Central Land Council Annual Report 2016-2017


ANNUAL PERFORMANCE STATEMENT

The accountable authority hereby presents the 2016–17 annual performance statement. In our opinion, it is based on properly maintained records accurately reflecting the CLC’s performance, and comply with subsection 39(2) of the PGPA Act.

CLC purpose

As described in the 2016–17 Corporate Plan, the purposes of the CLC are its powers and functions within the Aboriginal Land Rights Act and its responsibilities as a Native Title Representative Body under the Native Title Act 1993. These functions and powers are embodied in the strategic goals listed below. For the qualitative assessment of the achievement of these goals refer to the pages of this annual report referenced:

1. good governance (refer pages 20–22)

2. Aboriginal rights and interests protection (refer pages 75–86, 103–5)

3. land ownership and interests (refer pages 28–9, 43–4, 107–16)

4. culture and heritage protection (refer pages 87–89)

5. economic development and income management (refer pages 46–73, 102)

6. strong communities, outstations, and regions (refer pages 90–100)

7. sustainable land use and management (refer pages 30–41)

8. corporate management (refer pages 25–6, 117–125).

Results against each performance criterion

A performance information framework ensures that properly maintained records are the basis of the reported performance and facilitates the selection of performance information and metrics to measure organisational performance. Performance is monitored by metric ‘dashboards’, each including measures categorised by each of the eight strategic goals. The dashboards include a six-year history of actual performance, the corporate plan target, and the forecasts for the following three financial years.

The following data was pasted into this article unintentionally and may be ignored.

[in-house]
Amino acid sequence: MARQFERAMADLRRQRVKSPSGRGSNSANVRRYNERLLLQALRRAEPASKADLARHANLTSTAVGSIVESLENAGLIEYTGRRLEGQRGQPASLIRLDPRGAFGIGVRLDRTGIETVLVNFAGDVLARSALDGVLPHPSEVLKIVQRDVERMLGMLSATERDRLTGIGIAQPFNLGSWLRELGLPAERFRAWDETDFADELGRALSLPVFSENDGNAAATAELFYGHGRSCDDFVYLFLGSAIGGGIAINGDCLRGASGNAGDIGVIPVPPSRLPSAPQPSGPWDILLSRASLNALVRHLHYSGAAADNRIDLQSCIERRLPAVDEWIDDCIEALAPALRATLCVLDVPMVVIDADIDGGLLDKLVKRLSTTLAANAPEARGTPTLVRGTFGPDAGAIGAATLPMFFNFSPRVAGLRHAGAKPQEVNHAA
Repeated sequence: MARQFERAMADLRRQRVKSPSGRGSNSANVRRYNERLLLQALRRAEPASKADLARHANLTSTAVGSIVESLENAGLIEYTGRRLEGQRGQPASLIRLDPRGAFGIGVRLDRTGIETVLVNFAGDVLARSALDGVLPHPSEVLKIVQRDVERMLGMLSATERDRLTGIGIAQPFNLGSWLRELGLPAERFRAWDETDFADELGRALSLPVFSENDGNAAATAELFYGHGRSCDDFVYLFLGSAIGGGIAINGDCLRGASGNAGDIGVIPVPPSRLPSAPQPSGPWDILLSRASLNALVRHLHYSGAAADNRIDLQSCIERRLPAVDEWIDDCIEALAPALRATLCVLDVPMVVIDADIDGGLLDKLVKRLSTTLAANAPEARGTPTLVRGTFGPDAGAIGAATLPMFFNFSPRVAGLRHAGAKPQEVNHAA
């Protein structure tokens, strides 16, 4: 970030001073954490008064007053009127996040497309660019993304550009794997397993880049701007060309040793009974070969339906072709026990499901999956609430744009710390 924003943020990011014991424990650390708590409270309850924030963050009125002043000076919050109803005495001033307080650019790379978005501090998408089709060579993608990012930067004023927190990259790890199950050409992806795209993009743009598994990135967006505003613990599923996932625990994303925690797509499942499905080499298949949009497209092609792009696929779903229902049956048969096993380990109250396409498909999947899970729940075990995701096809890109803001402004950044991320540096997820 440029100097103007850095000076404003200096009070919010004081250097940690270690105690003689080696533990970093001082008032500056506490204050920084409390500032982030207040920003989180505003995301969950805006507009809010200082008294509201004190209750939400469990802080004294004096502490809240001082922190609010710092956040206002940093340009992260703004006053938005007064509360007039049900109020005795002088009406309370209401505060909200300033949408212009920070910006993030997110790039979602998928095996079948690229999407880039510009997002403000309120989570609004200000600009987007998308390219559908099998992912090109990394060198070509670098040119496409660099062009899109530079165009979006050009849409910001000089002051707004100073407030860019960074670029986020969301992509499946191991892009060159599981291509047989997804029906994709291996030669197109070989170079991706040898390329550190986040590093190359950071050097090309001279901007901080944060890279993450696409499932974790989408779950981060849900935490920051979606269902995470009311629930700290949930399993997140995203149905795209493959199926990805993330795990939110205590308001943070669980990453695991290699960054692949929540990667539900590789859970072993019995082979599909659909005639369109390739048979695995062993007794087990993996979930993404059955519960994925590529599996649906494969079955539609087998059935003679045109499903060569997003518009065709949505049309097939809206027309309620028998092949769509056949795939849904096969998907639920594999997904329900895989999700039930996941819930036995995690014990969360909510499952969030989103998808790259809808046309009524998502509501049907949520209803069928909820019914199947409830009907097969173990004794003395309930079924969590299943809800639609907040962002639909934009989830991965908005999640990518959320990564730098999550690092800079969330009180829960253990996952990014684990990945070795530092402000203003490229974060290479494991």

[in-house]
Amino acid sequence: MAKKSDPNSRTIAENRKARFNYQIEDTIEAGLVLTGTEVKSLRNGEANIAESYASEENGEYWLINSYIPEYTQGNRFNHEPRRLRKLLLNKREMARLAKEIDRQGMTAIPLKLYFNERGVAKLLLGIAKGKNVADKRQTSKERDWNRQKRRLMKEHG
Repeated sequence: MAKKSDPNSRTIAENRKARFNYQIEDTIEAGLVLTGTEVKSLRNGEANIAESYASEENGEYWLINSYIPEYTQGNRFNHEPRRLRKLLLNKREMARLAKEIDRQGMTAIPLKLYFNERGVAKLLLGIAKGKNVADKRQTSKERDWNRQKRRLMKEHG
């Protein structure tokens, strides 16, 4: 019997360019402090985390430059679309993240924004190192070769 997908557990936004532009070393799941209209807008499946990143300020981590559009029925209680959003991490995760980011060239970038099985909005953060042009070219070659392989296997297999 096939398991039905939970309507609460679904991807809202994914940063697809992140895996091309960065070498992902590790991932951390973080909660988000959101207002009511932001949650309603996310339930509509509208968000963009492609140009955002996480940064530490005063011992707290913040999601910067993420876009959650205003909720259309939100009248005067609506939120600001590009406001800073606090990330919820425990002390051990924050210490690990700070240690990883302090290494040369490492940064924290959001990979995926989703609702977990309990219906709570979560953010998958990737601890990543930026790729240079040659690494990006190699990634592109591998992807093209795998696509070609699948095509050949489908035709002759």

Table 33 contains 46 key performance items reported against the targets presented in the CLC Corporate Plan 2016–2020.

Analysis of performance against purpose

The factors that influence achievement of purpose are mainly:

• Resource constraints: reliance upon estimates (budget) approved by the Minister for Indigenous Affairs for allocations from the ABA and the Indigenous Advancement Strategy (for programs such as native title representative body functions and the ranger program) – the Australian Government pursues a policy of strict control and productivity improvement.

• External demand: key statutory functions include obtaining traditional owner consent for use of Aboriginal land, largely related to mining exploration and mining agreements. The downturn in the mining industry is continuing to have impact on the level of use applications. However, in some functions (such as anthropological) the mining downturn has been offset by increases in other activities related to community development and leasing of Aboriginal land.

• Aboriginal constituent demand: income due to traditional owners for royalties and compensation related to mining and other land use activities. Increasingly, communities assign some of these proceeds to community development activities supported and administered by the CLC’s community development unit.

• Improved productivity: productivity improvement enables the organisation to improve services. A key project has been the implementation of a ‘transportation’ strategy to simultaneously improve productivity and achieve cost savings. The strategy, based on a transportation expert study, has resulted in a progressive change in the type of vehicle and a reduction in the number of vehicles. The strategy commenced in late 2015–16, but is being progressively implemented over three years as vehicles are replaced. The financial and operational benefits will be maximised in 2017–18.